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LAW 122 (625)
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Chapter 11

Chapter 11 - Discharge & Breach.doc

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Department
Law and Business
Course
LAW 122
Professor
Stan Benda
Semester
Winter

Description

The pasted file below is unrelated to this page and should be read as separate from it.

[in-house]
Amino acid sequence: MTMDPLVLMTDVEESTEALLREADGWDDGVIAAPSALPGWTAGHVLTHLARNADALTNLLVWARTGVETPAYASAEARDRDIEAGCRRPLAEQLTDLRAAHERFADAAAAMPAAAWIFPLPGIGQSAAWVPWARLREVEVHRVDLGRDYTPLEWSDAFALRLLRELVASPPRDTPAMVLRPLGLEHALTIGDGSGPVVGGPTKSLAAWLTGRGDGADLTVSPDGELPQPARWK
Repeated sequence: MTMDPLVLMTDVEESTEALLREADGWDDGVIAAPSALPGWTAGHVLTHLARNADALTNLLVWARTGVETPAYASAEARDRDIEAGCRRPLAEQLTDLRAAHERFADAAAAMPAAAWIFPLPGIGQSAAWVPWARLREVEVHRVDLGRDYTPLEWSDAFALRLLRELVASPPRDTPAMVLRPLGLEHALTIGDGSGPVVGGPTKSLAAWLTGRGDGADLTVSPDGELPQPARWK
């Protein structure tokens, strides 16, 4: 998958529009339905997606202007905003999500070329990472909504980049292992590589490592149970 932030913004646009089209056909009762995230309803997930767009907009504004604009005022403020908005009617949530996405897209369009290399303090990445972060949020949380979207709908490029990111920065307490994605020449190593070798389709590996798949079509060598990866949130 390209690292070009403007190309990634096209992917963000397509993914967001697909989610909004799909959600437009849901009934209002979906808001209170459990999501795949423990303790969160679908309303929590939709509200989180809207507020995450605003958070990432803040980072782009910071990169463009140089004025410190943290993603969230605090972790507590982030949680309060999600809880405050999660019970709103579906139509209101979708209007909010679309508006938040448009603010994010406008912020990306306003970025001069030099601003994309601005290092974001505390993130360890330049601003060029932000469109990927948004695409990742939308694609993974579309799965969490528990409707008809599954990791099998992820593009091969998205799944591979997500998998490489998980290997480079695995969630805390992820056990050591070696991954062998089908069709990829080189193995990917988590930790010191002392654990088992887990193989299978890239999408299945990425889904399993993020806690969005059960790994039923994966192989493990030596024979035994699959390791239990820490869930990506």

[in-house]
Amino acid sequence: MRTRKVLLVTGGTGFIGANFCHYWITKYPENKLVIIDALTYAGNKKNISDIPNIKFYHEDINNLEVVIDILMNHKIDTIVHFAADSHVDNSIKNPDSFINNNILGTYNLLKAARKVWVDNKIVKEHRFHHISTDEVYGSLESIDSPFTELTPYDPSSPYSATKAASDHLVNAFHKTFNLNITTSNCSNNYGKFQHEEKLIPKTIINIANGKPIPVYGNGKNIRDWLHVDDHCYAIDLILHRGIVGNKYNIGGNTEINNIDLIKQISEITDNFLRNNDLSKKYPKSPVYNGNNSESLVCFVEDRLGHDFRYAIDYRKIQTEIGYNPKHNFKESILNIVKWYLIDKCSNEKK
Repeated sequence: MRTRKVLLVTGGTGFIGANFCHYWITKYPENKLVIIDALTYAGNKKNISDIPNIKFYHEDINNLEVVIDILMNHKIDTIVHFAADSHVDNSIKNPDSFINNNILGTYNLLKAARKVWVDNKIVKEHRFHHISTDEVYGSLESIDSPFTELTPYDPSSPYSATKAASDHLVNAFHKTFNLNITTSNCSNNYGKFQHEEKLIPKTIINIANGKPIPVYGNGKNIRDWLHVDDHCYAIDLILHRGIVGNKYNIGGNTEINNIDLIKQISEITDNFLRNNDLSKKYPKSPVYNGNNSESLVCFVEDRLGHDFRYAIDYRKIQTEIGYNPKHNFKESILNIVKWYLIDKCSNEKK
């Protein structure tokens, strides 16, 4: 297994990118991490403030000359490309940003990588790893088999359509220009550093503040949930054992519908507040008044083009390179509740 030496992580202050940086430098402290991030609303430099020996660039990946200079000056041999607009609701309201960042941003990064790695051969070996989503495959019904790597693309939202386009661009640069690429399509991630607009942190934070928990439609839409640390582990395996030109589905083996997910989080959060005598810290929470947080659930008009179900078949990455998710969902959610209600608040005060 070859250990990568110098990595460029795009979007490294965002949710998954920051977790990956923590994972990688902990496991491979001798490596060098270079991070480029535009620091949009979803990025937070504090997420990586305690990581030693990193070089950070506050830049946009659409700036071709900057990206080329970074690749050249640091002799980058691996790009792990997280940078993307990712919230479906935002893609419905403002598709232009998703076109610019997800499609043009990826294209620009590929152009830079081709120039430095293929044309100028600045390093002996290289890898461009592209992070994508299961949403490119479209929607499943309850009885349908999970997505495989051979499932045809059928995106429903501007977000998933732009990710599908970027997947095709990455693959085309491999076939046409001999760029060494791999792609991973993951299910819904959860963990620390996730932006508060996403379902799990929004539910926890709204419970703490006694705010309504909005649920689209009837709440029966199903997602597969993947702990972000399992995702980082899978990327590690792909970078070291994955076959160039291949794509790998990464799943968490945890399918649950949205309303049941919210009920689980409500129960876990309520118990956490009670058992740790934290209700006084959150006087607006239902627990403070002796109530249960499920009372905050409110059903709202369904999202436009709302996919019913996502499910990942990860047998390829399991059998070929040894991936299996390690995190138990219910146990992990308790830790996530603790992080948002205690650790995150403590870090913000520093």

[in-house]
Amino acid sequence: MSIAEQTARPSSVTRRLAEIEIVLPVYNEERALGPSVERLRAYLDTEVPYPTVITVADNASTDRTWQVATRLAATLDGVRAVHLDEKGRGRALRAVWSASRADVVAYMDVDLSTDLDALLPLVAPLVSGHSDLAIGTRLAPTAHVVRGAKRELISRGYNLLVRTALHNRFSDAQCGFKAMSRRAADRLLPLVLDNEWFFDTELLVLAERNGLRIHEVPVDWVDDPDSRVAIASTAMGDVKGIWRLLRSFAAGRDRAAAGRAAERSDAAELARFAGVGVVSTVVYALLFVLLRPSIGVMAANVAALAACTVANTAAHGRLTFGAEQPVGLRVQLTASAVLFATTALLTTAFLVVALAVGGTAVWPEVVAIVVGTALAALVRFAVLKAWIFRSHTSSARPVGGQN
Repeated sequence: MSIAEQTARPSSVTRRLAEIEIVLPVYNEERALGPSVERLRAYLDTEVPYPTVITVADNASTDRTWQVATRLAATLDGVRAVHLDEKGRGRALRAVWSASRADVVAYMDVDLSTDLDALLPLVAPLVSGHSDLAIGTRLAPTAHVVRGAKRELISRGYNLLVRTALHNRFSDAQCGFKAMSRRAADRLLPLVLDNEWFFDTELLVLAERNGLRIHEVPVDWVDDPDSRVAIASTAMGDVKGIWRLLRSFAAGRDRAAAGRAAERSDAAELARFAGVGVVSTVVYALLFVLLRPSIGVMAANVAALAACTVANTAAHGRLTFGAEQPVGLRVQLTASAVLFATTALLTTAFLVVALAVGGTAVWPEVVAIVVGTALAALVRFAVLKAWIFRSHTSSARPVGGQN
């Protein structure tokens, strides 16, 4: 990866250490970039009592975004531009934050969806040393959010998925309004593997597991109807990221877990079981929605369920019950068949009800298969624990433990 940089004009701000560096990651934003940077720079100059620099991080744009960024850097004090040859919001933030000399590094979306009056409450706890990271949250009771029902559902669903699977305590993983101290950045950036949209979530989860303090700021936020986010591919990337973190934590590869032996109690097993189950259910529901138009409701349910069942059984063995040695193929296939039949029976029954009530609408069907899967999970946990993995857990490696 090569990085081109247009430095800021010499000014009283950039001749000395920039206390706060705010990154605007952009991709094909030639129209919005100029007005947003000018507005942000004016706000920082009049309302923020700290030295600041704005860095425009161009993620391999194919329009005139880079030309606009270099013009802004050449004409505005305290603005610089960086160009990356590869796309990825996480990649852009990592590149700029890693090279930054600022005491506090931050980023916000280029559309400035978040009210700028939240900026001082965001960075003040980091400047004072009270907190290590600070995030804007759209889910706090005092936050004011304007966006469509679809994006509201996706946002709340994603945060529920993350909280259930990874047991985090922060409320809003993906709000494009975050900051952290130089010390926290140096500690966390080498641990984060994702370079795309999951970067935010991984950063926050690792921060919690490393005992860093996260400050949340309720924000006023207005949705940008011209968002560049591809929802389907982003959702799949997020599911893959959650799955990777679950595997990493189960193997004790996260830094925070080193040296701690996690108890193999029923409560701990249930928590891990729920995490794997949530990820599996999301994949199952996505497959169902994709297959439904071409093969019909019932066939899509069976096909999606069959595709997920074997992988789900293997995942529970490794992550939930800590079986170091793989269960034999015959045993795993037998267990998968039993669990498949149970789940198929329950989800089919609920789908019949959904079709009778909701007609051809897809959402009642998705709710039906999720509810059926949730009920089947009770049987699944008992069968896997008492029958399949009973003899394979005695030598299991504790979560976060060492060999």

Chapter 11 DischargeBreachAs we learned in chapter 910 some contracts come to an end when they are voided or rescinded Most contracts however are brought to an end via dischargeoDischargeda contract is discharge when the parties are relieved of the need to do anything more under the contractDISCHARGE BY PERFORMANCEThe most common form of discharge is performanceoPerformanceoccurs when the parties fulfill all of the obligations contained in the contractHowever in some situations it is difficult to determine whether proper performance has occurred As a general rule the parties must performance exactly as the contract requires A deviation from the terms is considered a breachTime of PerformanceAlthough the parties generally have to perform exactly as the contract says the courts usually hold that time is not of the essence In other words even if a contract states that performance must occur by a particular date a party may be entitled to perform lateHowever if it does so it can be held liable for losses that the other party suffers as a result for the delayIn some situations time is of the essence If so late performance can be refused and if that happens the contract will not be discharged by performanceFinally even if the parties do not agree on a specific time or date the court s will find that performance must occur within a reasonable time having regard to all of the circumstances including the subject matter of contract Eg A contract dealing with perishable items or a instable market may require the parties to act promptlyTender of PaymentMost contracts require a payment of money by at least one of the partiesBusiness people should be aware of some very specific rules that govern paymentsiThe debtor has the primary obligation of locating the creditor and tendering offering payment even if the creditor has not asked for itMust be reasonable cannot occur at an inconvenient time or under inconvenient circumstance oA reasonable tender offer has to be made only onceiiUnless the contract says otherwise a creditor can insist on receiving legal tender oConsequently a creditor generally does not have to accept payment by ways of cheque or electronic debit oAs a precaution business people who intend to pay by anything other than a precise amount of legal tender may want to provide for that possibility in the contractoLegal Tenderis a payment of notes bills and coins to a certain valueTender of Performance1 of 7
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